We have also recorded a suite of potential predators belonging to at least seven genera using artificial nests. Since small birds were not much of a direct threat to the WBH as one of the parents guards the nest, it is likely that civets and primates can pose a serious nesting failure. We observed that the presence of a troop of Assam Macaques, Golden Langurs (Trachypithecus geei) and Gray Langurs (Semnopithecus entellus) closer to the nest seemed to alert the parent WBH guarding or incubating. They did not attack or drive the parent WBH away. However, playing, and violent shaking of nesting or neighboring trees by the Macaques and Langurs could potentially cause eggs to drop from the nest.

While the predator removal management approach is highly contentious, its use is a common method to protect the vulnerable bird species and reverse population decline; it is imperative to ascertain its implications based on all available evidence (Smith et al. 2010). A detailed study is required to understand the nest predation of WBH. We found vegetative climbers profusely growing on the nesting tree, which might have provided easy access for the predator to reach up to the nest, which was built on the tree canopy. Removing climbers and shrubs within the periphery of the nesting tree might deter predation attempts and increase nesting success. Going by the mean (± SD) diameter at breast height of the nesting trees (62.0 ± 17.7 cm) (Acharja 2019a), it seems that using nest guards can be effective with fewer resources. The effectiveness of applying various nest guards such as cone and stovepipe baffles has been tested and found to increase the nest success rates by 7% across multiple species (Bailey and Bonter 2017). It has been suggested that the Common Raccoons Procyon lotor are responsible for Grey Herons Ardea cinerea abandoning their nests in Hokkaido, Japan based on claw marks left on the nesting trees (Ikeda 1999, Matsunaga 2005). Additionally, Matsunaga in 2018 observed a raccoon on the nesting tree, probably predating the chicks of the Grey Herons. Consequently, guarding the nest using metal sheets around the trunk of the nesting trees has proved effective as the Grey Herons continued breeding on the same site (Matsunaga 2018). Similarly, the use of predator exclusion called ‘Racoon guards’ were attributed for increasing the nesting success and population of the Great Blue Heron Ardea herodias (Hjertaas 1982, Duyke 2009).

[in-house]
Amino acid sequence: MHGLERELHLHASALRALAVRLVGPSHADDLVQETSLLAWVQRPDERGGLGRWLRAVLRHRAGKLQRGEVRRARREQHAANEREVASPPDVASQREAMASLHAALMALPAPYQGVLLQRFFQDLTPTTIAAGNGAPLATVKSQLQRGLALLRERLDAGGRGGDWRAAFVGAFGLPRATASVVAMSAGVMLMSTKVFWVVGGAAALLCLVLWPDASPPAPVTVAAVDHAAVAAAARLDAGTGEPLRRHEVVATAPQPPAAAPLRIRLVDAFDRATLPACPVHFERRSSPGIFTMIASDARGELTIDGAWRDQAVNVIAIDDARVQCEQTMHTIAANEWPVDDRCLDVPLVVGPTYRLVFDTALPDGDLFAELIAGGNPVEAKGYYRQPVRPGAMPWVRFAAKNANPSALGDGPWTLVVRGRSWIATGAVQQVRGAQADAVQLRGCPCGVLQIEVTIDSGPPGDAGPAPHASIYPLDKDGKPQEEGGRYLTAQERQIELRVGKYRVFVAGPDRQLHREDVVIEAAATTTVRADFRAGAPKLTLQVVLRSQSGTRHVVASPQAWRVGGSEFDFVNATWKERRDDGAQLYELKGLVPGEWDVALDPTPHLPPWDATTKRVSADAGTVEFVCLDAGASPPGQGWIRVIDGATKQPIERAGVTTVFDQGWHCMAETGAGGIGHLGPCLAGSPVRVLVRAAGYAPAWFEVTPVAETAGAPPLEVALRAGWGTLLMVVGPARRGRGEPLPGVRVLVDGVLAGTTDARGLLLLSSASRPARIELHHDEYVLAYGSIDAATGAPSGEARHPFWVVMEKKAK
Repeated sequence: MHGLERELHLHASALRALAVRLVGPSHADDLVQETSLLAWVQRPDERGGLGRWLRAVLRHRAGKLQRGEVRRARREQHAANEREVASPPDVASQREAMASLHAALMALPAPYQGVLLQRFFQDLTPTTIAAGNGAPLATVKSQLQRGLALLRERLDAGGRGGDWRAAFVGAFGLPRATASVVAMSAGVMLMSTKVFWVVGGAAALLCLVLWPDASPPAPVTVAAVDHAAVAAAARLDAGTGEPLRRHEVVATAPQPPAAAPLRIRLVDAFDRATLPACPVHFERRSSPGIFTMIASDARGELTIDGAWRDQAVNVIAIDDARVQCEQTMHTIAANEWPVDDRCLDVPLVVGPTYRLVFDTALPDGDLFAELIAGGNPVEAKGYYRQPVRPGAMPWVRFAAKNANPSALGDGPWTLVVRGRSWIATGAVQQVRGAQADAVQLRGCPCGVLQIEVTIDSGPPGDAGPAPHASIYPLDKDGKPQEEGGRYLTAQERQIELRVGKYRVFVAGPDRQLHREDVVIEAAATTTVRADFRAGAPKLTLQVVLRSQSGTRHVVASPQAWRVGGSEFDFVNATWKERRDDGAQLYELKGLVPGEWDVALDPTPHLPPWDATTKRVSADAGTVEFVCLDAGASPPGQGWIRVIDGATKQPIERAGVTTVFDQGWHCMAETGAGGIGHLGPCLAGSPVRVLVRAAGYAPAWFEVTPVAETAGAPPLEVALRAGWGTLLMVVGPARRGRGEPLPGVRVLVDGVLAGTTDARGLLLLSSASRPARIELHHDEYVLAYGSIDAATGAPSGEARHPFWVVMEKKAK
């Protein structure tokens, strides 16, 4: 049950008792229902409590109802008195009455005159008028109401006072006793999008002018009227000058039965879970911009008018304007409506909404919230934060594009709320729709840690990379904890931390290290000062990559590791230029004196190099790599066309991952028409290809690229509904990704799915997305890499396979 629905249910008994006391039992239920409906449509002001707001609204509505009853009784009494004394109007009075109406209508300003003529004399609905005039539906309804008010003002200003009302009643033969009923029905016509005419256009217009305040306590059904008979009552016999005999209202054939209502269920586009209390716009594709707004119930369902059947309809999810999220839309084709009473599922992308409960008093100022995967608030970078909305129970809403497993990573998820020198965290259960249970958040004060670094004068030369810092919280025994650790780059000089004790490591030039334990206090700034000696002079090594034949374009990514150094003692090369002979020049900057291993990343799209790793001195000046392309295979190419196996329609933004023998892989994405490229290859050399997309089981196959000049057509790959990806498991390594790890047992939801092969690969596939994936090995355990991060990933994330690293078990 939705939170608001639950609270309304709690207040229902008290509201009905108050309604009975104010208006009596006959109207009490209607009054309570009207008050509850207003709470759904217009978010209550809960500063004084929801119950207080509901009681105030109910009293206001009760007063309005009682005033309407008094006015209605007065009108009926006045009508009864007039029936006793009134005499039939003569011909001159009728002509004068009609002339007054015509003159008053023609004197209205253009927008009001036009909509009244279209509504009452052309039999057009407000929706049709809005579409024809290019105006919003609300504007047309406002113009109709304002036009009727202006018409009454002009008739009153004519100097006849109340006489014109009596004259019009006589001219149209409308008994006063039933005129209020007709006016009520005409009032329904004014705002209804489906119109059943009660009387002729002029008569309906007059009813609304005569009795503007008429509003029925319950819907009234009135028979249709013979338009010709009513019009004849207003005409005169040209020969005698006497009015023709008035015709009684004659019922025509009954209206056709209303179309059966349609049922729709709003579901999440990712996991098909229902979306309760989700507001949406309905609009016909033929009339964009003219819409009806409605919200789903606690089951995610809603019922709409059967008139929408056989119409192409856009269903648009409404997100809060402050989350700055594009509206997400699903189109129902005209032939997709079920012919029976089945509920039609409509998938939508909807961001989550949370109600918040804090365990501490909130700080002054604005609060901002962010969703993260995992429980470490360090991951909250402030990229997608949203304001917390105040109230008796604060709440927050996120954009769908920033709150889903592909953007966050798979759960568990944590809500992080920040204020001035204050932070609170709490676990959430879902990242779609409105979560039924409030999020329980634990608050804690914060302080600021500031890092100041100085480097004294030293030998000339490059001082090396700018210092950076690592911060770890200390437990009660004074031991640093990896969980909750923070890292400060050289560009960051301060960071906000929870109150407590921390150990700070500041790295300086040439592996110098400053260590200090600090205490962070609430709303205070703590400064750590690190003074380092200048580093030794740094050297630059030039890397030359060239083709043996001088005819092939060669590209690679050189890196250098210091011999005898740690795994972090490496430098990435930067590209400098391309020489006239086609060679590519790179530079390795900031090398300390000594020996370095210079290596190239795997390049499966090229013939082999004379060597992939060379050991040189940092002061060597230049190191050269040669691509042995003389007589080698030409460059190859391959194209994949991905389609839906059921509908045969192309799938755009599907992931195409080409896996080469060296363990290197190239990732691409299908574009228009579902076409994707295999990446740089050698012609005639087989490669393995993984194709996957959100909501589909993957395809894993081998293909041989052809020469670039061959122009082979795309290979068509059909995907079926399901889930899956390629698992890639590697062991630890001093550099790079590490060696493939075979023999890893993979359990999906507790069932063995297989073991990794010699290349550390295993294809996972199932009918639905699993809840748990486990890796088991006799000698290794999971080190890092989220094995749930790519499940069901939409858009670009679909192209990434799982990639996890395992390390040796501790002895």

Given our prior investigation of the nesting sites, it is also feasible to erect solar electric fence around the nesting tree to prevent the intrusion of mammalian predators. Electric fencing is a proven technique to prevent nesting predation by small mammals such as coyotes and foxes on the shorebirds (Forster 1975, Winton et al. 2000). Since WBH uses the same nesting trees for multiple breeding seasons, protecting the nesting tree with the help of nest guards and electric fence before the onset of its breeding season would help directly reduce disturbance to the birds and also serve as a long-term investment for the recovery of the WBH population. Empirically tested and viable conservation approaches to nest predation prevention and enhancing nesting success must be explored (more information at Conservation Evidence) and cautiously implemented. Since this study is limited by sample size, extensive further study is required to understand the nest predation rates and enlist the full complement of the nest predators across the WBH habitats in Bhutan and other range countries.

Acknowledgements

I am deeply grateful to Dr. Khursheed A. Khan and wild cat specialist Tashi Dendup for their help in identifying predators from the natural nest. Thanks are also due to Krishna, Sonam Dorji, Sonam Tshering and Chencho Bidha for helping me with the field work. I am forever indebted to Kitichate Shridith, Sara Bumrungsri, George A. Gale, M. Clay Green, Chip Weseloh and Satoshi Shimano for the inspiration to work towards understanding and saving this imperiled yet truly majestic heron species. My deepest gratitude to Katsutoshi Matsunaga and Chip Weseloh for their rigorous review and invaluable feedback for the improvement of this manuscript. I extend my sincere thanks to Department of Forest and Park Services of Bhutan, Tsirang Forest Division, Ugyen Wangchuck Institute for Conservation and Environment Research, Bumthang, for kind support and guidance. I am also indebted to the Nature Conservation Division, Thimphu and Royal Society for Protection of Nature, Thimphu, for loaning camera traps and rendering all possible support.